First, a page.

It seems that Im working backwards today. Two weeks ago, I told you that I had stories about Peruvians, and I finally have some time to write them out. I'm in the process of applying for a Fulbright to study language usage by the descendents of Japanese immigrants in Peru, so I'm also interested in finding Peruvian immigrants in Japan. One Saturday in September I went to Tokyo with a big group of exchange students and Japanese buddies, each with a different destination in mind. I had found "Latino Impact Foundation" online, where its website said that it served as a center for Latino culture in Tokyo, so (armed with the address I had emailed to my phone and guided by Japanese buddies) I set off in search of it. We finally found it, a tiny office on the third floor of a narrow building on a narrow street, and I went in to introduce myself while everyone else left to find lunch.
I've never had a stranger feeling than leaving a Japanese street and entering an office to chat in Spanish with a Mexican, a Colombian, and a Peruvian. When I poked my head in, I said in Japanese, "Excuse me, um" and then in Spanish, "Do you speak Spanish?" They looked at each other, surprised. "Si" And I switched into Spanish, a flood of relief showing both in my face and in my voice: "Oh I'm so glad it's been so long since I spoke Spanish and I do speak some Japanese but I really miss speaking Spanish and it's so hard to find people who speak it here hi I'm Lily I saw your foundation online and thought I'd come visit to see what it was like" It all came out in a breathless rush, without any punctuation whatsoever.
They were taken aback, to say the least, but also amused. They asked where I was from, and they were confused to hear that I was an American exchange student in Japan who honestly missed Latin America much more than the U.S. They asked what part of the U.S. I was from, and I said Seattle. "Seattle, really? I didn't know there were many Spanish speakers there. Where are your parents from?" New York. "But your grandparents were Spanish speakers, right? You sound Central American, they must be Central American." No, they were Irish and French Canadian. "What?"
I know... Even my parents aren't quite sure where I came from. Nobody else in my family is a left-handed Spanish speaker. Anyway, the founder of the organization very kindly took me out to lunch at an Italian restaurant, where a Japanese waiter brought us spaghetti and we chatted in Spanish about Brazilians and the United States. I loved it! Communication can't get any more Intercultural than that! We exchanged email addresses and phone numbers, and promised to get back in contact when the Foundation finished its move from that office to a larger one in another part of Tokyo.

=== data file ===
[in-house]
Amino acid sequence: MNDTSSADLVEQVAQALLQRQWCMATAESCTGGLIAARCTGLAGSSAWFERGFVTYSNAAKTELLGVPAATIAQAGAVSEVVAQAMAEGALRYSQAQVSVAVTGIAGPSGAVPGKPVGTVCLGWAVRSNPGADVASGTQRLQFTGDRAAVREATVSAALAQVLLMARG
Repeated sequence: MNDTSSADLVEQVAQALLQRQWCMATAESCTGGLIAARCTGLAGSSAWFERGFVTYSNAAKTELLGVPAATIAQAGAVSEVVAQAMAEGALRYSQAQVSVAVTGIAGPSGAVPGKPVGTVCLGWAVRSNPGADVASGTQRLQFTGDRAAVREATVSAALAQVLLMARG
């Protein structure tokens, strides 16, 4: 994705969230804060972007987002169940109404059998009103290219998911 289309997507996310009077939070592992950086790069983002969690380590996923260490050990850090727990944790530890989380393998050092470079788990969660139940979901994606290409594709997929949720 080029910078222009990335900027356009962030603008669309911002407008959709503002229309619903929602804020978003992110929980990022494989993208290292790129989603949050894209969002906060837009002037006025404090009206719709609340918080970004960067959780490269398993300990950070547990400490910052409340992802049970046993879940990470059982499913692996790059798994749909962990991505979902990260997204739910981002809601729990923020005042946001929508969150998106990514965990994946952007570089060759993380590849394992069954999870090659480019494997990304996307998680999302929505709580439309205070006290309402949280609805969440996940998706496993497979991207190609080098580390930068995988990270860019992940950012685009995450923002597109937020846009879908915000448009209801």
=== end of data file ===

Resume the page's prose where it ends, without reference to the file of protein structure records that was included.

Two days later I found a Peruvian restaurant online and headed off to Kawasaki with three Japanese friends as navigators. Right there in Kawasaki, there was a little restaurant called Inti Raymi. It was an hour and a half from Hayama, but it was worth it: sitting there, eating Peruvian food, listening to salsa, chatting in Japanese with my friends and in Spanish with the Peruvian waitress and the Peruvian customers at the next table, I couldn't wipe the ear-to-ear grin off my face. Shunsuke and Kazuhiko were both entertained by the fact that for the rest of the day I would randomly smile or skip or sing something in Spanish. At the restaurant, I taught them both how to pronounce the food they wanted to order (arroz con pollo, nice and simple but with a lovely bit of rrrr in the middle!) and how to say "delicioso." When we went up to pay, the cashier was Japanese, but she had lived in Peru for twenty years, so she chatted with me in Spanish and with Shunsuke and Kazuhiko in Japanese. They told her that the food was "oishikatta" and I grinned. "Do you remember how to say it in Spanish?" They looked at each other, and very slowly puzzled it out: "De-ri de-ri de-ri-shi de-ri-shi nani? de-ri-shi-o-so!" The cashier smiled, nodded at me, and responded with the most entertaining sentence I have ever heard: "Buena teacher desu!" Three words, three languages: the most concise example of Spanglanese I have heard so far. Though I did enjoy Naoki's comment the other day, too: "Hace calor today da ne!" Purists would say I'm a terrible influence, but I'm certainly enjoying this trilingual mixture!
Oh dear, Im still behind I wanted to tell you about meeting my host family (we move in tomorrow), but that may have to wait for another day. I'll probably be a bit slower about writing you now that Im doing so much extra studying outside of class, but I'll do my best to keep you up to date!